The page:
Two South Korean companies have agreed to plead guilty and pay about $127 million in a bid-rigging case involving fuel-supply contracts for U.S. military bases on the divided peninsula, the Justice Department said.
Hyundai Oilbank Co. Ltd. and S-Oil Corp. are the latest to be charged in a massive investigation into allegations that companies conspired to suppress and eliminate competition during the bidding process for lucrative fuel-supply contracts.
That caused the Defense Department to pay substantially more for fuel-supply services than under a normal bidding process.
The companies agreed to pay about $75 million in criminal fines and $52 million in separate civil cases, the Justice Department said. They also agreed to cooperate in the ongoing criminal investigation.
Seven South Korean individuals, including managers and executives, also were charged in the three-count indictment from the U.S. District Court for the Southern District of Ohio that was unsealed Wednesday.
“These charges reflect the Antitrust Division’s commitment to prosecuting bid rigging and fraud — especially when those crimes directly target taxpayer dollars that fund the U.S. military’s critical work,” Assistant Attorney General Makan Delrahim said in the statement.
“We will not waver in our dedication to prosecuting corporations and individuals, wherever they are located, that seek to profit at the expense of American taxpayers,” Delrahim added.
The investigation was launched after a tip was received on the Defense Logistics Agency Inspector General’s hotline.
It was first announced in November when three other South Korean companies — SK Energy Co. Ltd., GS Caltex Corp. and Hanjin Transportation Co. Ltd. — agreed to pay about $236 million in criminal and civil penalties for similar charges.
The Justice Department said at the time that the violations occurred during the bidding process for contracts from 2005 to 2016.
Some 28,500 U.S. servicemembers are stationed in South Korea, which remains technically at war with the North after their 1950-53 conflict ended in an armistice instead of a peace treaty.
The Defense Logistics Agency and the Army and Air Force Exchange Service are responsible for contracts with South Korean companies to supply fuel to military bases.
Hyundai Oilbank, S-Oil and the seven individual defendants were charged with participating in a conspiracy “to suppress and eliminate competition during the bidding process” for fuel-supply contracts to all branches of service.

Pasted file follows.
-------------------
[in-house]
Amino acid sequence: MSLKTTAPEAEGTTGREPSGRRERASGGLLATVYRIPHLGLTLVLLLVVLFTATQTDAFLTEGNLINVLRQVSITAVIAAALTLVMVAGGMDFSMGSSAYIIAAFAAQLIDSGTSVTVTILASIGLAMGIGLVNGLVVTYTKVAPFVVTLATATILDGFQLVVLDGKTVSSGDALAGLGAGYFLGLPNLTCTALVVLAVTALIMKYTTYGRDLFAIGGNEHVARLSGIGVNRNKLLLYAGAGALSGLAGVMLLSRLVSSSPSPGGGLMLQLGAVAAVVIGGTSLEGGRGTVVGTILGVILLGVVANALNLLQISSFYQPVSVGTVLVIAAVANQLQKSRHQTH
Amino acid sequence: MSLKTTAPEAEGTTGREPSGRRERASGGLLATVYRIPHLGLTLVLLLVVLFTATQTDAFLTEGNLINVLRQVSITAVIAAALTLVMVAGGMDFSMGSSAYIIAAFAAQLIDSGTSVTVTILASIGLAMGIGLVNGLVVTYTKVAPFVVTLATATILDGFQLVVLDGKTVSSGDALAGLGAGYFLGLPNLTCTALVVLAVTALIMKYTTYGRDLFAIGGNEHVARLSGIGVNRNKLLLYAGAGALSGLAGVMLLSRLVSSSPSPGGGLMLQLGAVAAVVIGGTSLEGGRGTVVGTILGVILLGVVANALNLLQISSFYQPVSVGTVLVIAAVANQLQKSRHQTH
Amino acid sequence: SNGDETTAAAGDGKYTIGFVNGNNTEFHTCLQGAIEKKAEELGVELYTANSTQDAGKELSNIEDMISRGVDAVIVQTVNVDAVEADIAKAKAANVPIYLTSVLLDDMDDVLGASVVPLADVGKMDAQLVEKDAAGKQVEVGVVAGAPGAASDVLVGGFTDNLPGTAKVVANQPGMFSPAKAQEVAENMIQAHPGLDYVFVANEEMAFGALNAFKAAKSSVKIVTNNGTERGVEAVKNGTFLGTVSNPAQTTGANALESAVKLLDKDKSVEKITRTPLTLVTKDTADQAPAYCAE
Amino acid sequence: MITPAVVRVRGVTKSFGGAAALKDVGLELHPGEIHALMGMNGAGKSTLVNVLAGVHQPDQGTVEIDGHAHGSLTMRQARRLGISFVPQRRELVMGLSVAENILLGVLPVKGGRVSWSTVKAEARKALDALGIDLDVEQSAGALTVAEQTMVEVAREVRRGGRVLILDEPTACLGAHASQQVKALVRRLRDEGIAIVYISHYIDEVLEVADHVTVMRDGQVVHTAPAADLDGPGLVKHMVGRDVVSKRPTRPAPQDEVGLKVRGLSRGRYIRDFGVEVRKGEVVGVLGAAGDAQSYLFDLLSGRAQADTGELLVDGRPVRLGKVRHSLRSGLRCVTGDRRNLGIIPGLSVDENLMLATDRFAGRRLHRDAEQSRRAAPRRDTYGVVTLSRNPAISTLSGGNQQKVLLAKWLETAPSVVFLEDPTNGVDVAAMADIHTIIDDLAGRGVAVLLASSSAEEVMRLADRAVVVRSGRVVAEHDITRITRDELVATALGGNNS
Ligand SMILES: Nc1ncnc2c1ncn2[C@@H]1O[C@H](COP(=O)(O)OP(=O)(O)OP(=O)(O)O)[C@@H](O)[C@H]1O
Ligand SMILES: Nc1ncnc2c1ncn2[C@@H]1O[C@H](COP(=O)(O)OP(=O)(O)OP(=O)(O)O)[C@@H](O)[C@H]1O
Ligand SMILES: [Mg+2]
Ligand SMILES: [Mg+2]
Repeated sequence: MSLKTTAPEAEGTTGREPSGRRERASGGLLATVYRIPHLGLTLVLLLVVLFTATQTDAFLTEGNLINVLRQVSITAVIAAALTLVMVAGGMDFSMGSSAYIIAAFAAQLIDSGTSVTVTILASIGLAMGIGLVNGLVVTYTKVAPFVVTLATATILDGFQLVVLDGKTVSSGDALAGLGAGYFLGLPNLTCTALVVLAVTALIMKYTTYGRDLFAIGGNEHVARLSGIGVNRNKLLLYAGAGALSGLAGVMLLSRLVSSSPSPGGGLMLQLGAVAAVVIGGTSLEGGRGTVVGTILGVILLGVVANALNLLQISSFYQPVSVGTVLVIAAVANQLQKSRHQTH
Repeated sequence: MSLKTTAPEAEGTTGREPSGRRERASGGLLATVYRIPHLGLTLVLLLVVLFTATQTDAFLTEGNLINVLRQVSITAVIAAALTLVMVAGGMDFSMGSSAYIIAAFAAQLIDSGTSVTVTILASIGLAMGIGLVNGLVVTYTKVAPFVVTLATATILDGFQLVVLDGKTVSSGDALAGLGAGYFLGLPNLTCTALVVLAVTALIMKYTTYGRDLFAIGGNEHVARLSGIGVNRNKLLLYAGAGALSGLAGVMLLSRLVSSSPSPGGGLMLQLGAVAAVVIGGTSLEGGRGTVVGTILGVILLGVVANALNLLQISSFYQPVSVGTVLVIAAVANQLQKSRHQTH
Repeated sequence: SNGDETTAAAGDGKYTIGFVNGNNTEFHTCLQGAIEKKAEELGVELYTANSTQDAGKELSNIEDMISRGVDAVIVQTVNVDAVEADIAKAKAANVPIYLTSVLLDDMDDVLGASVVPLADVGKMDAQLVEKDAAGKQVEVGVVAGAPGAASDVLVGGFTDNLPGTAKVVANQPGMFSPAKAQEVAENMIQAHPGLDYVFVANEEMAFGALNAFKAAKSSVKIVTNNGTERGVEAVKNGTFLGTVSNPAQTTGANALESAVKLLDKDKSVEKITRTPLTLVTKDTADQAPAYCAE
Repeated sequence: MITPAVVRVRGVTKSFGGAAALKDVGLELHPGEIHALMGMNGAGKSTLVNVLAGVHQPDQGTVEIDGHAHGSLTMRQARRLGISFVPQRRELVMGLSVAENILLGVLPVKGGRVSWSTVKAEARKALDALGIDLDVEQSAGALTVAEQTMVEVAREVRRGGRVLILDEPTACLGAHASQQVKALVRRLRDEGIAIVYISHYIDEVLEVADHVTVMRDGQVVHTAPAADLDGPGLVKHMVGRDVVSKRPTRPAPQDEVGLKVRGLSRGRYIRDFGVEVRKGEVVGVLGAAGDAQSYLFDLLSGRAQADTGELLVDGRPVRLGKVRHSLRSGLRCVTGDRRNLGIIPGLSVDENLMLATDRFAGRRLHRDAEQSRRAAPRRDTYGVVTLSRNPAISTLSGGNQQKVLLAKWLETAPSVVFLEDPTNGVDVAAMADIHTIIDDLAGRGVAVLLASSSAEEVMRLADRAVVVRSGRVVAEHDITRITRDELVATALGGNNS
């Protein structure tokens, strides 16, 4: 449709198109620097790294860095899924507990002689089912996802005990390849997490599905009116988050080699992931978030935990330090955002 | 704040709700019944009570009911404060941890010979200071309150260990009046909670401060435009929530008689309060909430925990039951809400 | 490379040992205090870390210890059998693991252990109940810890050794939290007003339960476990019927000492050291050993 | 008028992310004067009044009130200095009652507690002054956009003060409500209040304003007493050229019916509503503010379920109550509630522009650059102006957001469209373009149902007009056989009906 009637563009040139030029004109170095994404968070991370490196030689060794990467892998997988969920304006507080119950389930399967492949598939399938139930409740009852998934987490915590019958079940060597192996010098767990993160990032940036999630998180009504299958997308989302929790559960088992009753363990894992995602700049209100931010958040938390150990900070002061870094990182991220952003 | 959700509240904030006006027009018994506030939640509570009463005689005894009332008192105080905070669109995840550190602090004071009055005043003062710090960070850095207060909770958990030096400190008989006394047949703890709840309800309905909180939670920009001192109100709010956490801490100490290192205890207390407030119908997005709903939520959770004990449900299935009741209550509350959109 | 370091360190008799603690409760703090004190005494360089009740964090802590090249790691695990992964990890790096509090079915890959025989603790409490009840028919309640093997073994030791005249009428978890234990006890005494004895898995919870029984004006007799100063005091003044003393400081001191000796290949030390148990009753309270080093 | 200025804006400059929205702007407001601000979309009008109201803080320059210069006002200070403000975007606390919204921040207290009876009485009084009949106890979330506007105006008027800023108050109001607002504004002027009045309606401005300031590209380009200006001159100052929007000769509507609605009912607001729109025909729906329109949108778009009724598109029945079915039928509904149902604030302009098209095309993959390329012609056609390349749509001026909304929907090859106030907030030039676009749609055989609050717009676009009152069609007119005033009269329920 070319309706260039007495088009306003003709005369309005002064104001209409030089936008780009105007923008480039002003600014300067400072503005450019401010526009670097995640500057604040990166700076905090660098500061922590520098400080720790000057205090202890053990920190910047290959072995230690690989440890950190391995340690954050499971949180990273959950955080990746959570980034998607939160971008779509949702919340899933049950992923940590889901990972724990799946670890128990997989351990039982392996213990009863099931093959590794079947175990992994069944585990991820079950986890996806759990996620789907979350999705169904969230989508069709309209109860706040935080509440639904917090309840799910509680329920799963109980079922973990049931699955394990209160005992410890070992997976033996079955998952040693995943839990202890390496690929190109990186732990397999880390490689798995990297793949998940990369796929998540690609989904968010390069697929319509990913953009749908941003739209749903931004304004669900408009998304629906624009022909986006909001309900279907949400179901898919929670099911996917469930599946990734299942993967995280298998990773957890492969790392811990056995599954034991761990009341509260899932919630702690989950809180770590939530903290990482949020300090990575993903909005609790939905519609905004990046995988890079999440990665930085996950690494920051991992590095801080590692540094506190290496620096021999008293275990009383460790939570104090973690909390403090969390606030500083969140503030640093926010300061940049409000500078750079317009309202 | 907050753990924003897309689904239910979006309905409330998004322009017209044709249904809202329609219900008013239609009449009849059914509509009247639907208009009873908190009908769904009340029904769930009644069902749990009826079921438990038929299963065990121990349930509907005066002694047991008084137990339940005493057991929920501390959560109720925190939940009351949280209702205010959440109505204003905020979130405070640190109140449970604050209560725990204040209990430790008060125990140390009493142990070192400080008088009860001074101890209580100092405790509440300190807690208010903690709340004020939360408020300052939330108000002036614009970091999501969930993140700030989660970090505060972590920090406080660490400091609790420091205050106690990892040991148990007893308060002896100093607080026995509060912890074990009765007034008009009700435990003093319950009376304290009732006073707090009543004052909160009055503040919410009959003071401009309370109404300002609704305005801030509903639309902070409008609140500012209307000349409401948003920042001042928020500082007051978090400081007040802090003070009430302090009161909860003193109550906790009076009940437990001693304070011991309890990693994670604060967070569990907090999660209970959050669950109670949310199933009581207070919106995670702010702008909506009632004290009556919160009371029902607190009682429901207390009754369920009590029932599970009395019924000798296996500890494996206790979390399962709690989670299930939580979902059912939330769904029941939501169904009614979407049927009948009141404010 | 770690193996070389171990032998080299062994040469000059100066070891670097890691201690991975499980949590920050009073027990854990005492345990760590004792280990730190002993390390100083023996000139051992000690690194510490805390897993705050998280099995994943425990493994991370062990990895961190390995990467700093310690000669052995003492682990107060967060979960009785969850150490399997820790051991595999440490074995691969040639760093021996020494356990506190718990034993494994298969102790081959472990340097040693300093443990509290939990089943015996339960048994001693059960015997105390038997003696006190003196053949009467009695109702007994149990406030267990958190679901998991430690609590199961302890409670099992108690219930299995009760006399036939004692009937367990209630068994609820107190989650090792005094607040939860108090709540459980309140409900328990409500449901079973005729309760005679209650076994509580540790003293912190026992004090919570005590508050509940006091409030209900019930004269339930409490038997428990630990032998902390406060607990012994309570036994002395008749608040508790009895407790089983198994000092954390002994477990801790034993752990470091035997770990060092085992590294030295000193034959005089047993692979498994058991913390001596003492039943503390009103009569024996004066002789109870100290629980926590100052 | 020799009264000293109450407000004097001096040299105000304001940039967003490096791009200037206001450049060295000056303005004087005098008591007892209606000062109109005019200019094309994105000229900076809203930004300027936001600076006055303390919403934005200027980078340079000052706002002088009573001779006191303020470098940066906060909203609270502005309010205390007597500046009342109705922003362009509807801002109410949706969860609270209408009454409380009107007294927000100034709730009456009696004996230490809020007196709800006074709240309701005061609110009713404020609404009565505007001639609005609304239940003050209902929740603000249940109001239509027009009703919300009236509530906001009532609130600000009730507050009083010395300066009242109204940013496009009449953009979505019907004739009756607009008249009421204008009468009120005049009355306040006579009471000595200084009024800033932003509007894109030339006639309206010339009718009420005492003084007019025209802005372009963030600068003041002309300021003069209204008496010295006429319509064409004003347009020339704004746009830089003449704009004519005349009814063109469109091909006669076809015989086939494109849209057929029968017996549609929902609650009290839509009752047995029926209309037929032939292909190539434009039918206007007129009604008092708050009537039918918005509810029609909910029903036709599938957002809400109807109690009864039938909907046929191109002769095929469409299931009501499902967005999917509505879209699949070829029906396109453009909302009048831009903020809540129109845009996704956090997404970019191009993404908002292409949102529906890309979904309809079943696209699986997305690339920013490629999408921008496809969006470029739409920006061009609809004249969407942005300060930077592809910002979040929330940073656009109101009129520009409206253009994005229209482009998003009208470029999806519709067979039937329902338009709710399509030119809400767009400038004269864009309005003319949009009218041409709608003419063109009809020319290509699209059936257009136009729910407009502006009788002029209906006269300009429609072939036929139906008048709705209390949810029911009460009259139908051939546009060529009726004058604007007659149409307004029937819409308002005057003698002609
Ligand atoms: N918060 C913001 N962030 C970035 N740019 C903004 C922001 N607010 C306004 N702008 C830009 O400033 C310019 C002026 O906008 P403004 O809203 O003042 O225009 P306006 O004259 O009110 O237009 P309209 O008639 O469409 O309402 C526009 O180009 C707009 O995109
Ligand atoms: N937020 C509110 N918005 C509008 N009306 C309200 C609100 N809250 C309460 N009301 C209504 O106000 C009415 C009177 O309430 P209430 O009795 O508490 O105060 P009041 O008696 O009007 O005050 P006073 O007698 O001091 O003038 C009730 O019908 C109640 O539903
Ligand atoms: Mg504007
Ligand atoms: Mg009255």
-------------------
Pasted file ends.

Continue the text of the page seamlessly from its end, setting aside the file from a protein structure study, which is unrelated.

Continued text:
They also were accused of “participating in a conspiracy to defraud the United States by impairing, obstructing, and defeating the lawful function of the procurement process for the fuel-supply contracts.”
But the Antitrust Division agreed to move to dismiss the second count against the companies upon sentencing as part of its plea agreements, which are subject to court approval, according to the Justice Department.
The third count charged one of the South Korean defendants, identified as Hee-Soo Kim, with “tampering with a witness by use of intimidation, threats, or corrupt persuasion,” to hinder communication with a U.S. law enforcement officer.
“The criminal charges and fines announced today demonstrate the heavy consequences for those who subvert competition through collusion and price fixing,” said Paul Sternal, deputy director of the Defense Department’s criminal investigative service.
The civil investigation was the result of a whistleblower lawsuit filed under the False Claims Act, which allows for private parties to sue on behalf of the United States and to share in any recovery.
Constantine Cannon LLP, the law firm that is representing the anonymous whistleblower in the civil case, said it was the largest-ever settlement involving bid-rigging under the False Claims Act.
Eric Havian, a lead attorney in the case, said the whistleblower is a South Korean and is entitled to between 15 percent and 25 percent of what is recovered for the government in the civil portion of the case.
“The fact that it was a whistle blower who was responsible for bringing the case is what is most significant,” he said in a telephone interview.
“I think this kind of bid-rigging goes on all over the world and so when the word gets out that there’s a reward for revealing this kind of widespread activity, I think you’re going to see a lot more of these cases,” he added.
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